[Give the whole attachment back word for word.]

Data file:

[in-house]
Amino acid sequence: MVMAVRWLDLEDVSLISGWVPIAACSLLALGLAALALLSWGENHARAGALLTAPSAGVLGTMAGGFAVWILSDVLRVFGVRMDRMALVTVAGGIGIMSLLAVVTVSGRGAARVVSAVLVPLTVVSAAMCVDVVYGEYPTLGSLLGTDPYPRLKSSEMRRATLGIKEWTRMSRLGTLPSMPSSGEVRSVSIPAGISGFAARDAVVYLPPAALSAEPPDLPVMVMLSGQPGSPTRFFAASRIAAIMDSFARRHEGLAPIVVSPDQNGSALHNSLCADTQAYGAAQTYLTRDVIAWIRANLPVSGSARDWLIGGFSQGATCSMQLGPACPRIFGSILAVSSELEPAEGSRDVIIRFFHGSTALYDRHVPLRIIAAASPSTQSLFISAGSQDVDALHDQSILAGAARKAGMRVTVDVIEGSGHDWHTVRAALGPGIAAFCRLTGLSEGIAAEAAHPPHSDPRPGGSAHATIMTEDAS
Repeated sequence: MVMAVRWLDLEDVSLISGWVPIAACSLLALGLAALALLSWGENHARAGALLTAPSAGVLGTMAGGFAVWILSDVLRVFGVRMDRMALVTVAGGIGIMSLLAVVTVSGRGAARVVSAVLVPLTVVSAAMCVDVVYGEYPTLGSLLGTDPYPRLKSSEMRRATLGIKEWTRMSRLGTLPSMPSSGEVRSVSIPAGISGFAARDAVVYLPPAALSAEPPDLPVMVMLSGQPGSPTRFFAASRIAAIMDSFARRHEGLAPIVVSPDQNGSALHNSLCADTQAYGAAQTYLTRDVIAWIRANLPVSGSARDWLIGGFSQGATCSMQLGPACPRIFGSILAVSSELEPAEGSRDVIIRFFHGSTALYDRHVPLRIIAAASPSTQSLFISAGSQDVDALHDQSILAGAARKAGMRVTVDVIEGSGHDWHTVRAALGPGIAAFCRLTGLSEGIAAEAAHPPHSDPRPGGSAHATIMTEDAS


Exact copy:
[in-house]
Amino acid sequence: MVMAVRWLDLEDVSLISGWVPIAACSLLALGLAALALLSWGENHARAGALLTAPSAGVLGTMAGGFAVWILSDVLRVFGVRMDRMALVTVAGGIGIMSLLAVVTVSGRGAARVVSAVLVPLTVVSAAMCVDVVYGEYPTLGSLLGTDPYPRLKSSEMRRATLGIKEWTRMSRLGTLPSMPSSGEVRSVSIPAGISGFAARDAVVYLPPAALSAEPPDLPVMVMLSGQPGSPTRFFAASRIAAIMDSFARRHEGLAPIVVSPDQNGSALHNSLCADTQAYGAAQTYLTRDVIAWIRANLPVSGSARDWLIGGFSQGATCSMQLGPACPRIFGSILAVSSELEPAEGSRDVIIRFFHGSTALYDRHVPLRIIAAASPSTQSLFISAGSQDVDALHDQSILAGAARKAGMRVTVDVIEGSGHDWHTVRAALGPGIAAFCRLTGLSEGIAAEAAHPPHSDPRPGGSAHATIMTEDAS
Repeated sequence: MVMAVRWLDLEDVSLISGWVPIAACSLLALGLAALALLSWGENHARAGALLTAPSAGVLGTMAGGFAVWILSDVLRVFGVRMDRMALVTVAGGIGIMSLLAVVTVSGRGAARVVSAVLVPLTVVSAAMCVDVVYGEYPTLGSLLGTDPYPRLKSSEMRRATLGIKEWTRMSRLGTLPSMPSSGEVRSVSIPAGISGFAARDAVVYLPPAALSAEPPDLPVMVMLSGQPGSPTRFFAASRIAAIMDSFARRHEGLAPIVVSPDQNGSALHNSLCADTQAYGAAQTYLTRDVIAWIRANLPVSGSARDWLIGGFSQGATCSMQLGPACPRIFGSILAVSSELEPAEGSRDVIIRFFHGSTALYDRHVPLRIIAAASPSTQSLFISAGSQDVDALHDQSILAGAARKAGMRVTVDVIEGSGHDWHTVRAALGPGIAAFCRLTGLSEGIAAEAAHPPHSDPRPGGSAHATIMTEDAS